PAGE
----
The most significant contribution of Vaidya’s (2006) research study is that the author provides for a theoretical framework in understanding IJVs, particularly with regard to the relationship between the motives for setting up the IJV and the actual formation of the IJV. In discussing the motives behind IJV formation, Vaidya (2006) divides the motives into three categories: Internal benefits.
According to Harrigan (1985), IJVs are often formed to generate internal strengths.These benefits include cost and risk sharing, obtaining scarce resources, obtaining financing, obtaining information, obtaining managerial know-how, and retaining innovative employees (Vaidya, 2006). Competitive benefits.
Competitive strengths are created through vertical integration or consolidation of firms, and may include influence over industry structure, preempting competitors, response to globalization, and creation of more effective competitors (Vaidya, 2006).Strategic benefits. IJVs can serve to assist companies in implementing change in their strategic positions, and involves benefits such as creation and exploitation of synergies, technology transfer, and diversification (Vaidya, 2006). The study by Makino and Beamish (1999) lend support to the conclusions by Vaidya (2006) regarding the motives behind forming IJVs.According to Makino and Beamish (1999), there are three distinct strategies which correspond to the choice of IJV ownership structure: 1) opportunity to make use of the competitive advantage specific to a parent organization; 2) or to a pre-existing relationship; and 3) complementing local partners’ competitive advantage. In their study, Ainuddin et al.
(2007) identified four key resource attributes which affect the successful performance of 96 IJVs in Malaysia.The study determined the extent to which four resources – product reputation, technical expertise, local business network and marketing skills – exhibited the following attributes: 1) value; 2) rarity; 3) imperfect imitability; and 4) non-sustainability. The results of their studies showed that value, rarity and non-sustainability were significant drivers of performance for IJV assets, while value, rarity and non-imitability were key attributes for organizational capabilities.In his research, Kogut (1988) suggests an approach to understanding the motives for IJV formation that differs from Vaidya’s (2006) approach.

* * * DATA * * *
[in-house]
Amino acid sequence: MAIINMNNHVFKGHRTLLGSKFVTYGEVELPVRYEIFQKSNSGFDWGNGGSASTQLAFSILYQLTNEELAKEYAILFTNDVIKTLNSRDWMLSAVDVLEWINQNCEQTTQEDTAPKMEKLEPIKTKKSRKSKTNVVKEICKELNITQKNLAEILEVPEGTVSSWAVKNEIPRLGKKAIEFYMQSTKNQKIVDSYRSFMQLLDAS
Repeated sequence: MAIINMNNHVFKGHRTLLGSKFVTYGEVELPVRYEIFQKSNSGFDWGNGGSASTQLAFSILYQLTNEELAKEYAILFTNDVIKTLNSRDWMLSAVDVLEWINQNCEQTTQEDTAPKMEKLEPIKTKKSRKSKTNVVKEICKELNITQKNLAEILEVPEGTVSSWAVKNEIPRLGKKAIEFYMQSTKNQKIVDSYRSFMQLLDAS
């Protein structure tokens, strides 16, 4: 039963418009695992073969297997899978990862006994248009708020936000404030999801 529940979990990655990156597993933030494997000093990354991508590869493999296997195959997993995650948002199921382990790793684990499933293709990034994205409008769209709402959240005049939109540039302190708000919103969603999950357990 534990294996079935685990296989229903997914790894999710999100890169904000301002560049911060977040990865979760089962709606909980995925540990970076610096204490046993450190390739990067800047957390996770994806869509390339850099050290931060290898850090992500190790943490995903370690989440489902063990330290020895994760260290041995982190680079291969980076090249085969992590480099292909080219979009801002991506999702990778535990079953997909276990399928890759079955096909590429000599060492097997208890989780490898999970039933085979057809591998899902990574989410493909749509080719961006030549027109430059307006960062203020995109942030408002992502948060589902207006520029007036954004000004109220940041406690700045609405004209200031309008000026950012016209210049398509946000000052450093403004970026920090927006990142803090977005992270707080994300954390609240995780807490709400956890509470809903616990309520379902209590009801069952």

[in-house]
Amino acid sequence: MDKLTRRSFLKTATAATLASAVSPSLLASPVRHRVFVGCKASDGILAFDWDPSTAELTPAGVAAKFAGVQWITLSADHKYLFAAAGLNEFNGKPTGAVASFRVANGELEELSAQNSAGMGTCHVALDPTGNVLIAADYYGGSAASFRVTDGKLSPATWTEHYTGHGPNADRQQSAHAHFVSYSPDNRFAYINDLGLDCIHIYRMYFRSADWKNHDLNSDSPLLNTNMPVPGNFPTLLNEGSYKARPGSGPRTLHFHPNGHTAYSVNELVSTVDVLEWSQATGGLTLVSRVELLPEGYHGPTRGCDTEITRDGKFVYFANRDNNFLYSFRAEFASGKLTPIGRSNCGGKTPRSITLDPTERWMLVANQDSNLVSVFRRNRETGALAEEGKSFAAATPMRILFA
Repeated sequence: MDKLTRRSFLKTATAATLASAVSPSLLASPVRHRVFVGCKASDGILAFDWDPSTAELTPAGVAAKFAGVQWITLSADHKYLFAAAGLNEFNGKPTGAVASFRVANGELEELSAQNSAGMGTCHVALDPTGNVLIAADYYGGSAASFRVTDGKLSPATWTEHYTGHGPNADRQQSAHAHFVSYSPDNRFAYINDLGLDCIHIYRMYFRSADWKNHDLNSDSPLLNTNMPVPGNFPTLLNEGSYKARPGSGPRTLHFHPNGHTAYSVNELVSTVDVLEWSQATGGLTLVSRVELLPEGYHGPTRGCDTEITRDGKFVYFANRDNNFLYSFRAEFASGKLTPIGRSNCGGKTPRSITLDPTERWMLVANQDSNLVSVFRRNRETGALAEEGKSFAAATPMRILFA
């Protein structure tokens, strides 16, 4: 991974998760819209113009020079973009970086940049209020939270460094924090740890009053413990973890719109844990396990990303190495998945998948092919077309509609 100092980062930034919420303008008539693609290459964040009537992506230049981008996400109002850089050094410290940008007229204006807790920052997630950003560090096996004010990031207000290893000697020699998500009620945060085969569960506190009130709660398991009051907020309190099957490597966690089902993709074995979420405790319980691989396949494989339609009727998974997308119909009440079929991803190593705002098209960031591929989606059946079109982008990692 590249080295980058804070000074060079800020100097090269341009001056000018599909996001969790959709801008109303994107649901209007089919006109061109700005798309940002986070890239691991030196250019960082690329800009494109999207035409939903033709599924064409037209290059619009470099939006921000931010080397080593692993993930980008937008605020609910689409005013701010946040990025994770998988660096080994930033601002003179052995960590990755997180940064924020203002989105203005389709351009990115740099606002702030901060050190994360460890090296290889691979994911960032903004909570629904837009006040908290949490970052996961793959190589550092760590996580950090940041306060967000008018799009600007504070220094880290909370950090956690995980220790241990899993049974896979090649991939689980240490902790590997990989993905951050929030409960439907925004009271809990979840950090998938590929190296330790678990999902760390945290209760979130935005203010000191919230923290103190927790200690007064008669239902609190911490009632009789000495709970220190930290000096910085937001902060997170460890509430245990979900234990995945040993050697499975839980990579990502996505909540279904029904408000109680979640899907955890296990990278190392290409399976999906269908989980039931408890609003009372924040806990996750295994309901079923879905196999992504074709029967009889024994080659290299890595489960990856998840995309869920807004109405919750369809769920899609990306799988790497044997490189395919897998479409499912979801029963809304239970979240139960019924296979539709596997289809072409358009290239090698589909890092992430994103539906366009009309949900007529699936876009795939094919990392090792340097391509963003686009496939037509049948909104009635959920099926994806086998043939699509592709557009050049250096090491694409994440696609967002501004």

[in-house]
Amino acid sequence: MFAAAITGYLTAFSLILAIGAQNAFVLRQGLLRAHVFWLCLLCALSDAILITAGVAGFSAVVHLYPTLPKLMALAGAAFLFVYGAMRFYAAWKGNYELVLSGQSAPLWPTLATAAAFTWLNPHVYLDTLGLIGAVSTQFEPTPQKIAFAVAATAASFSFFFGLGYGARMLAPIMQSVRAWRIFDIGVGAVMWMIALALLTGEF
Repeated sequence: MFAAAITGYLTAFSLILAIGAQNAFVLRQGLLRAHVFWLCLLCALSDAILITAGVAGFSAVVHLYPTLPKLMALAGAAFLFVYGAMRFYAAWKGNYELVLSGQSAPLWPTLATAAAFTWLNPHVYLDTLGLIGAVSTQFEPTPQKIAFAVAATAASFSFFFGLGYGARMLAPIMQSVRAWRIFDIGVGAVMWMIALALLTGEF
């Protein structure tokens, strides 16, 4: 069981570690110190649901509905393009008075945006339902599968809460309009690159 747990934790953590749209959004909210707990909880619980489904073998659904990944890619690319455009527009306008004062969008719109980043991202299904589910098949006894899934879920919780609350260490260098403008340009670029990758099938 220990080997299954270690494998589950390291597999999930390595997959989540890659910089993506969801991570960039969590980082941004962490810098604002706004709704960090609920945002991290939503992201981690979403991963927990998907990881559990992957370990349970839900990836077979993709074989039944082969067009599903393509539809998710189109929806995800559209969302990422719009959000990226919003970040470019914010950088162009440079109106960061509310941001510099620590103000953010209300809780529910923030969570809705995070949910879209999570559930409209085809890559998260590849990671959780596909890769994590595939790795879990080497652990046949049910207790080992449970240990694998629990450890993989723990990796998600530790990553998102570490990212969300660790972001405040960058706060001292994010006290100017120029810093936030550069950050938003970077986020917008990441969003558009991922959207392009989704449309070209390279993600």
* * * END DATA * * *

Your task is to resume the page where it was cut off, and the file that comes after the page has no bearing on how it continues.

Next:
Kogut (1988) outlines the following three motives behind IJC formation: Transaction cost approach. Based on this approach, the motives behind setting up an IJV is to minimize the cost of production for the companies. When the production costs of internalizing exceed the cost of externally sourcing then formation of a joint venture is a viable option.(Kogut, 1988). Strategic behavior approach.
Following this approach, IJVs are formed as a response to external environmental pressures. Companies opt to enter into IJVs to maximize their profits by improving their competitive position and to reduce the risk of strategic uncertainties (Kogut, 1988 citing Vernon, 1983). Organizational learning approach.
Pursuant to this approach, firms enter into IJVs to acquire knowledge or know-how from another firm (Kogut, 1988).The study by Beamish and Berdrow (2003) however provides for an argument to the organizational learning approach that contradicts Kogut’s (1988) contention. According to Beamish and Berdrow (2003), it is not always true that IJVs are in fact motivated by a learning imperative, or that organizations enter into IJVs to provide opportunities for each partner to gain access to existing knowledge and to develop new knowledge.The authors measured the following processes in existing IJV agreements: 1) transfer of existing knowledge to the IJV and between partner; 2) transformation of knowledge through IJV to create new knowledge; and 3) harvesting of newly created knowledge from the IJV back to the partner firms. The findings of the study showed that production-based IJVs are not typically motivated by learning outcomes, and as to these types of IJVs, there is no conclusive evidence of a direct relationship between learning performance.
The authors assert that only a minority of the firms showed strong indirect learning outcomes, especially with regard to partnering and market knowledge (Beamish & Berdrow, 2003). The organizations may be driven by any or all of the motives enumerated by Blanchard (2006), Kogut (1988), and Vaidya (2006) in their studies, as previously discussed in the preceding sections of this chapter. It is important that a company conducts a Strengths, Weaknesses, Opportunities, and Threats (SWOT) analysis before entering into an IJV or even before making the decision to enter into a global strategic alliance.Evidence from related research shows that although IJVs are inherently unstable organizational forms, successful IJVs survive because the foreign partner organization arms itself with thorough knowledge of the local economic, political, and cultural environments of the IJV and the partner organization (Beamish & Inkpen, 1995). Beamish (2006) stresses the importance of being thoroughly prepared before entering into an IJV, and suggests that IJV research should be published so that it would have a larger impact on practitioners, academics, and governments involved in global strategic alliances.